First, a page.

Like many families involved with sport this time of the year is all about finals.  Whether it’s AFL, Rugby, Basketball, Netball or Soccer it’s time to demonstrate how much you have learned and grown as a team and, if you are really good to take out the grand final.

My nine-year-old son has just started basketball this year and after years of playing Auskick he was able to pick it up quickly as there were many transferable skills.

After his team lost most games in the first half of the season, it seemed they found their place, their roles, and strengths and clocked up their first win.

From there, to everyone’s surprise, they beat the top team, not once but then twice and this new team of boys who had never played together before suddenly became the ones to watch.

So when my son’s team was down by 10 points at halftime during the semi-final today, we knew it was going to be tough to be back in front.  But they worked hard and got to within 2 points.

Unfortunately, despite digging deep, they went down by 1 point.  An amazing effort for them and as parents, we were so proud but so disappointed for them.

So when I saw my hot and sweaty red-faced nine year old with a wobbly lip and tears streaming down his face, I went from feeling devastated for him to grateful.

Grateful because today was a gift for him.

I was surprised he was so upset but I totally loved that he was so passionate about this sport that it could bring him to tears.  I could probably count on one hand the number of times I have seen him cry in his lifetime, including being a baby!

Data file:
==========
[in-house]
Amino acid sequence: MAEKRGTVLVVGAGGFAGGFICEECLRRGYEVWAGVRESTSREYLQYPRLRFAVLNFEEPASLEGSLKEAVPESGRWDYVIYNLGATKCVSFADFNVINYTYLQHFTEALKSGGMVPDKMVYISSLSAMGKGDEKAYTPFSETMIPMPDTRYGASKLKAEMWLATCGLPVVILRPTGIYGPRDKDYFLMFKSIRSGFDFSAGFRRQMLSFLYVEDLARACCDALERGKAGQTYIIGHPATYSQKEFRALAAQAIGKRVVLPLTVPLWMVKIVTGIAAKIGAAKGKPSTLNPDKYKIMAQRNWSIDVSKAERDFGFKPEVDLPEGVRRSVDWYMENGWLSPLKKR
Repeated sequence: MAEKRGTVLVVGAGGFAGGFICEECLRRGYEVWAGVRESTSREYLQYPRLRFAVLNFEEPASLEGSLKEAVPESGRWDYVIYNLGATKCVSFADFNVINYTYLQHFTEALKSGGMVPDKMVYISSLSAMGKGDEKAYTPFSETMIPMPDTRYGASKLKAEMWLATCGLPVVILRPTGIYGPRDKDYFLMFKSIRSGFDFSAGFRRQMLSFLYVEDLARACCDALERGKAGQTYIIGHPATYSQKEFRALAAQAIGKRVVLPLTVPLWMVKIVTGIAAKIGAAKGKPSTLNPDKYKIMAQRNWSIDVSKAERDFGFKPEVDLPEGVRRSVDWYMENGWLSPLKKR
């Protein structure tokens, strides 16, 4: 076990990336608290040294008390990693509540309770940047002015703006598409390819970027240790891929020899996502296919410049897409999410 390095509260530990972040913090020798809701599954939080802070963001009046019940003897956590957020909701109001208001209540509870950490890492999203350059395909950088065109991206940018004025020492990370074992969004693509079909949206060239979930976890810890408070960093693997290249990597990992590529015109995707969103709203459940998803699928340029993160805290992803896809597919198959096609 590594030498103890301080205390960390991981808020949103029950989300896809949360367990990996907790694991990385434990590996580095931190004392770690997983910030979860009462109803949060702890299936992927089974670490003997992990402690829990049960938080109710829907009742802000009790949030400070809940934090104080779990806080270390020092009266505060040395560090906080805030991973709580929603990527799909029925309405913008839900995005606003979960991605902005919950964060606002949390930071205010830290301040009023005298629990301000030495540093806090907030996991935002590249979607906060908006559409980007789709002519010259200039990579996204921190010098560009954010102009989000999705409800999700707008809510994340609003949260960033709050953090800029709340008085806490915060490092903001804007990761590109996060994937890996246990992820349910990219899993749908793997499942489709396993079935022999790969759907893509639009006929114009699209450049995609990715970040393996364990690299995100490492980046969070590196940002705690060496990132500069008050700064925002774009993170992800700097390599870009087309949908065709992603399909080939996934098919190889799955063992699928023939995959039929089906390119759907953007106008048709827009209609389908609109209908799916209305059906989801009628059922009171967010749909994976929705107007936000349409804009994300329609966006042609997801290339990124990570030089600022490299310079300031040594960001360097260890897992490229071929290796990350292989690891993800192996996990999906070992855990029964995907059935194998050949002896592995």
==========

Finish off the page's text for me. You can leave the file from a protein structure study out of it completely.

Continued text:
He wasn’t the only one in tears and it was great to see that the boys could feel comfortable enough to cry and allow themselves to just feel sad and disappointed.

Totally understandable and justifiable feelings.

What a wonderful gift to have that experience of working hard and making the semifinals, then put an amazing effort in with his teammates, express how you feel and then be able to pick yourself back up again.

I hope that these experiences, these challenges, feelings of disappointment or anger that he will experience through sport can also be transferred (like his AFL skills) into other areas of his life.  That his resilience, drive, passion, and expression of feelings can mean he can draw on these abilities throughout life’s endeavors, the good and the bad.

And if we as parents can see the bigger picture and take an open-minded approach to embrace the tough times and frustrations that childhood sport will bring we will all see them as opportunities for our kids to learn a valuable life lesson.

We will then prepare them for life off the court, which at the end of the day, is the ultimate goal.

Elise Easdown is the founder and owner of What’s On 4 Kids and paediatric Occupational Therapist. She’s mum to young 3 kids, loves coffee, running and bubble baths.

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